From: Robina Suwol
Date: 25 Mar 2004
Remote Name: 188.8.131.52
The article below from NYTimes.com
Babies Are Larger After Ban on 2 Pesticides, Study Finds
March 22, 2004
By RICHARD PIREZ-PEQA
Pregnant women in upper Manhattan who were heavily exposed to two common insecticides had smaller babies than their neighbors, but recent restrictions on the two substances quickly lowered exposure and increased babies' size, according to a study being published today.
The researchers, led by a team from Columbia University, looked at babies born to women living in Harlem and Washington Heights, and divided them into four groups, based on the amounts of the pesticides chlorpyrifos and diazinon found in the mothers' blood and umbilical-cord blood. In the group with the highest levels, babies were, on average, 6.6 ounces lighter and one-third of an inch shorter than those in the group with no measurable amount of the insecticides in the blood.
The authors write that theirs is the first reported study to show a link between umbilical-cord levels of these two pesticides and newborn size. The researchers added that it was also the first to document an improvement in birth size from curtailing use of a pesticide.
The study was part of a long-running project by Columbia researchers to gauge the effects of urban pollution on mothers and children. Dr. Frederica P. Perera, director of that effort, said the new results were significant because "birth weight is a very good predictor of later health and development of children, including physical development, mental development and school performance."
Chlorpyrifos and diazinon were once found in dozens of over-the-counter products and were heavily used by professional exterminators. The federal Environmental Protection Agency banned them from indoor use in stages, from 2000 to 2002, though both pesticides are still used in agriculture and are commonly found on produce.
The new study of 314 babies, being published in the journal Environmental Health Perspectives, found that the ban had a notable effect on pesticide exposure and infants' size.
"It was very marked, and pretty immediate," said Dr. Robin M. Whyatt, the principal author of the study and an assistant professor at the Mailman School of Public Health at Columbia.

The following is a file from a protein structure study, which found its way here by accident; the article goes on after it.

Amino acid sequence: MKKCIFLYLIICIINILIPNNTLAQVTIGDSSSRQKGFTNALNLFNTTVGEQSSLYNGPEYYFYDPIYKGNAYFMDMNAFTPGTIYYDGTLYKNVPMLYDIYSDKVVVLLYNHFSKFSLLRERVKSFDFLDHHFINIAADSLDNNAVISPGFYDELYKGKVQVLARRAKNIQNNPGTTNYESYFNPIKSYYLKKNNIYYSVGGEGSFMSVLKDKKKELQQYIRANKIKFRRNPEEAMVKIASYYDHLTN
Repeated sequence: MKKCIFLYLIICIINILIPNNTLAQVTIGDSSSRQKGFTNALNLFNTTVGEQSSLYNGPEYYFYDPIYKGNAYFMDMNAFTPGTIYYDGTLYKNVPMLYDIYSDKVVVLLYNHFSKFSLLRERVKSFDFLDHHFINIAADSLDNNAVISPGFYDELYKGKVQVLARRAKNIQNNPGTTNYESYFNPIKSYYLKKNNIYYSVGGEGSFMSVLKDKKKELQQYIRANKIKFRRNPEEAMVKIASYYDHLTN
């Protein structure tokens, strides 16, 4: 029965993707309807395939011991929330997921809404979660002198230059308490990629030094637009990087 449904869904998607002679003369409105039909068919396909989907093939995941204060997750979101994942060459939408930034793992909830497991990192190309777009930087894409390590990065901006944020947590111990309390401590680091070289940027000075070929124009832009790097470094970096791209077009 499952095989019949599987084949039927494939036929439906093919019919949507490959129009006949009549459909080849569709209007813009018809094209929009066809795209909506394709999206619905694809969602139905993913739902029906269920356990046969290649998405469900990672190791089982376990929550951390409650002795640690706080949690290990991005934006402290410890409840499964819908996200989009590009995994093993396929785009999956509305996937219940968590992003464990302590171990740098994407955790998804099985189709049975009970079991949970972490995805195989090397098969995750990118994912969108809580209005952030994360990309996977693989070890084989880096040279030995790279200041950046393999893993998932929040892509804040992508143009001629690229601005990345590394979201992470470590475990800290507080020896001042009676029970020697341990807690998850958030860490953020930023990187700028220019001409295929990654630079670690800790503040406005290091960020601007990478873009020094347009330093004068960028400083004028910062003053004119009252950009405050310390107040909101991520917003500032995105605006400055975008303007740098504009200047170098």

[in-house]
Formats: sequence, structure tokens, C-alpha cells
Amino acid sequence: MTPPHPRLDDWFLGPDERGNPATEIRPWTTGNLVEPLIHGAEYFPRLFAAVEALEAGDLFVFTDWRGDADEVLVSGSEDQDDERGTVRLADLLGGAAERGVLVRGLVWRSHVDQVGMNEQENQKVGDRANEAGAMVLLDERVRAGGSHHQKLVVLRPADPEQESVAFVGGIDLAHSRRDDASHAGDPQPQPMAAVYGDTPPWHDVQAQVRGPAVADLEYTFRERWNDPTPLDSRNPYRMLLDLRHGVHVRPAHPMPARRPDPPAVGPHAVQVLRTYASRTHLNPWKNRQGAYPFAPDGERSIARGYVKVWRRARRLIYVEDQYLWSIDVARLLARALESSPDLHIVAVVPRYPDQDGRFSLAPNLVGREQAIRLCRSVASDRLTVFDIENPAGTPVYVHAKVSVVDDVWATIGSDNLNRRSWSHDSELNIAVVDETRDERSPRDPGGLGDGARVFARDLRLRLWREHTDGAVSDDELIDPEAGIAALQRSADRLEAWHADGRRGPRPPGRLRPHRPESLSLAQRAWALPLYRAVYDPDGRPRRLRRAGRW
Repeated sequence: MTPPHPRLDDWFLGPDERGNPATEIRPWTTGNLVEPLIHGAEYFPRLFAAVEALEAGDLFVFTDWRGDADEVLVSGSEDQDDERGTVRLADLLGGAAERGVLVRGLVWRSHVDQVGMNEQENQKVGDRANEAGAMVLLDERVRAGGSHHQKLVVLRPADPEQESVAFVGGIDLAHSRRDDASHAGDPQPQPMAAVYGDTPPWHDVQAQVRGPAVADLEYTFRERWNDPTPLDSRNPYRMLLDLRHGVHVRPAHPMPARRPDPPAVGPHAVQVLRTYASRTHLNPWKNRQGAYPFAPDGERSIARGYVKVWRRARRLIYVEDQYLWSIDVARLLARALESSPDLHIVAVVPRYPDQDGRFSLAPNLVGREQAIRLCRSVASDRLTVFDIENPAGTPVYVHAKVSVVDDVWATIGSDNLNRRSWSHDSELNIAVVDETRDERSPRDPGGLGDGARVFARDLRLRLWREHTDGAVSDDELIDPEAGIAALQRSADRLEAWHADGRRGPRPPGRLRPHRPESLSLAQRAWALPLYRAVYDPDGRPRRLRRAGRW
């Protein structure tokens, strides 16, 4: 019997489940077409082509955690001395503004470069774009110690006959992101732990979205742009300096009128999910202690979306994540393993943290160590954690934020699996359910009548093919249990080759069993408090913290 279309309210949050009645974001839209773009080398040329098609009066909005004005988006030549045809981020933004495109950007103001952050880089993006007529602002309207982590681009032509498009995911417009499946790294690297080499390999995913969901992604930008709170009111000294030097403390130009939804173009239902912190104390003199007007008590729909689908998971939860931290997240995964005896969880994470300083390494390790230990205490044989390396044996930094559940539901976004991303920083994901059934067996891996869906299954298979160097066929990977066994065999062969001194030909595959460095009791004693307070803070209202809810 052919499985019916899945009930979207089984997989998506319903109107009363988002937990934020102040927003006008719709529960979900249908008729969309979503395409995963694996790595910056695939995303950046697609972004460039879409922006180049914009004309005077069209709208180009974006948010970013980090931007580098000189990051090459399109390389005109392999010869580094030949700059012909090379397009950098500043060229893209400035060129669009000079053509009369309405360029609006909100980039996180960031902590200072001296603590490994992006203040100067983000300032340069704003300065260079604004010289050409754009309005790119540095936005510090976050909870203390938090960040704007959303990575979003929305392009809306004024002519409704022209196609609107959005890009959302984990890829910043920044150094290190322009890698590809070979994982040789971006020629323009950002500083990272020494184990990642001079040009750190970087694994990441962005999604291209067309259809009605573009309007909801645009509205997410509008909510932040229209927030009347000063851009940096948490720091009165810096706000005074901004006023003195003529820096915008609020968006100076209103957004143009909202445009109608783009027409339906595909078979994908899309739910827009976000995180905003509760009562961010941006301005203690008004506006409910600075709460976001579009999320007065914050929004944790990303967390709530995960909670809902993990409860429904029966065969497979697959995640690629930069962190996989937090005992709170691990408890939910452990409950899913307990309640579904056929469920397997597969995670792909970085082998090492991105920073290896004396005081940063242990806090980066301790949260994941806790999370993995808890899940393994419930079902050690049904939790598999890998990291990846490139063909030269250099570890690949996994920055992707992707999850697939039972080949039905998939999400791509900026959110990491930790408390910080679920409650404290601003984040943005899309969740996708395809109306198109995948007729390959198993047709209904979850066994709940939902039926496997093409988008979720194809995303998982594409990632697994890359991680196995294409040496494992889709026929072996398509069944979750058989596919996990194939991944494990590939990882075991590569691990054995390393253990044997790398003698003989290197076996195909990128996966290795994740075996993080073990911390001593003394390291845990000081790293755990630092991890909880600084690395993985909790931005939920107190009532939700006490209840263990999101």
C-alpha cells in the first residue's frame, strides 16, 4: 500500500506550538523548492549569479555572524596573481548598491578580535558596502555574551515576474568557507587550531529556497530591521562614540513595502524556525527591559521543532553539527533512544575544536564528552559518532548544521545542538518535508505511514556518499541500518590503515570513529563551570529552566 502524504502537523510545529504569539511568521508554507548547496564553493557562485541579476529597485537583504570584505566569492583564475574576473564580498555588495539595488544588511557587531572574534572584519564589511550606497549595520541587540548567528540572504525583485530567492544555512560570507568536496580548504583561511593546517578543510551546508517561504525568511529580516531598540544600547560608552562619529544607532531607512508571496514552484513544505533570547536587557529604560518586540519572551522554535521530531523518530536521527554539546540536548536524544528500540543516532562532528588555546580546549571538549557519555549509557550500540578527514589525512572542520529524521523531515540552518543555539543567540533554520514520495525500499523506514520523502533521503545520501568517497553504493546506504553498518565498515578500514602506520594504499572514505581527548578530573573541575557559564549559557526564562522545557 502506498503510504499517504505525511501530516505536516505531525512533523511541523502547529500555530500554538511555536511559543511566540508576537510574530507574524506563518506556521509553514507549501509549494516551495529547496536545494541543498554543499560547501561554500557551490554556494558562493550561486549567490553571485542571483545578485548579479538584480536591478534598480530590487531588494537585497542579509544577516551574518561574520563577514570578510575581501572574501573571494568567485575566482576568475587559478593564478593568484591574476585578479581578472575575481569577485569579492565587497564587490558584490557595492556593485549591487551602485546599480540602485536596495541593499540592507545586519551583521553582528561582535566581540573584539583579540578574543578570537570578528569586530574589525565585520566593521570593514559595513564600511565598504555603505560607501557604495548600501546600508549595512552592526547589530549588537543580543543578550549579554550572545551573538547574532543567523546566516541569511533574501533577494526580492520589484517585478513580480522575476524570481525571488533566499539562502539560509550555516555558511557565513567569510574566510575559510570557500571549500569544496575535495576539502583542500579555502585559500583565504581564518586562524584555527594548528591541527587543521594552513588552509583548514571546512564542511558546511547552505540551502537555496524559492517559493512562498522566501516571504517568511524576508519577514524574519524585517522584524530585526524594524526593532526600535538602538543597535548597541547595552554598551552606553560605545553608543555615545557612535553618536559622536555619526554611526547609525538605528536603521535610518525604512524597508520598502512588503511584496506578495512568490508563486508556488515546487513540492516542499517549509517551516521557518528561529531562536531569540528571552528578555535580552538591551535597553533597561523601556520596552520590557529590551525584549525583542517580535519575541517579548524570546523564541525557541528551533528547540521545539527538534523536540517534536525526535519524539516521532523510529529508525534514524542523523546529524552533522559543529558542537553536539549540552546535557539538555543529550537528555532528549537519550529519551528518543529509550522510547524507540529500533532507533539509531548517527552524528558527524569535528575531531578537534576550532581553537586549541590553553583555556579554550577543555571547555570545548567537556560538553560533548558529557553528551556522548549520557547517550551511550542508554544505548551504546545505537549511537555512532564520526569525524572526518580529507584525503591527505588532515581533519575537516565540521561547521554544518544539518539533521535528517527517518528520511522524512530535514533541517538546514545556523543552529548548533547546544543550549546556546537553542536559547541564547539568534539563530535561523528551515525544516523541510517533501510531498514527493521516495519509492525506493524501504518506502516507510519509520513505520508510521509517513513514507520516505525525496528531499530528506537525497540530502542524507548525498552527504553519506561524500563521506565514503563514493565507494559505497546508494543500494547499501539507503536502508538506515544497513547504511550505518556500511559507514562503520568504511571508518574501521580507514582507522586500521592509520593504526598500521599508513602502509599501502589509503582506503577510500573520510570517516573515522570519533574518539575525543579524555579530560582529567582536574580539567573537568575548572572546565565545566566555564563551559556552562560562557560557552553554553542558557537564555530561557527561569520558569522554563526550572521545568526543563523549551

Among children born from 1998 to 2000, about one-third fell into the high-exposure group. But of those born in 2001 and 2002, just one out of 77 was in that group, Dr. Whyatt said. As pesticide levels fell, she said, infant size rose.
What made that change all the more remarkable, she said, is that while exposure to the pesticides dropped significantly in 2000, 2001 and 2002, it did not suddenly fall to zero. The E.P.A. began phasing out sales for residential use in 2000 for chlorpyrifos and 2001 for diazinon, and many stores voluntarily took the products off their shelves before they were required to do so.
But the total bans on indoor use did not take effect until the end of 2001 for chlorpyrifos and the end of 2002 for diazinon. Surveys by Columbia found that many stores in minority areas were still selling products with those pesticides as late as mid-2003.
"Our data indicate that the exposure levels are still going down," Dr. Whyatt said. "We may continue to see added benefits of this ban over time."
Since 1997, Columbia's environmental health project has measured the effects of smoking, air pollution and other factors on women in upper Manhattan and their children. Dr. Perera said the researchers planned to track the children over many years, as they go through school, to see if exposure to pesticides and other pollutants can be shown to affect mental development and academic performance.
The women who participate, all of them black or of Dominican descent, were recruited from the prenatal clinics at Harlem Hospital and New York-Presbyterian Hospital. In the most recent study of pesticide levels, women were excluded for other factors that also affect birth weight.
Copyright 2004 The New York Times Company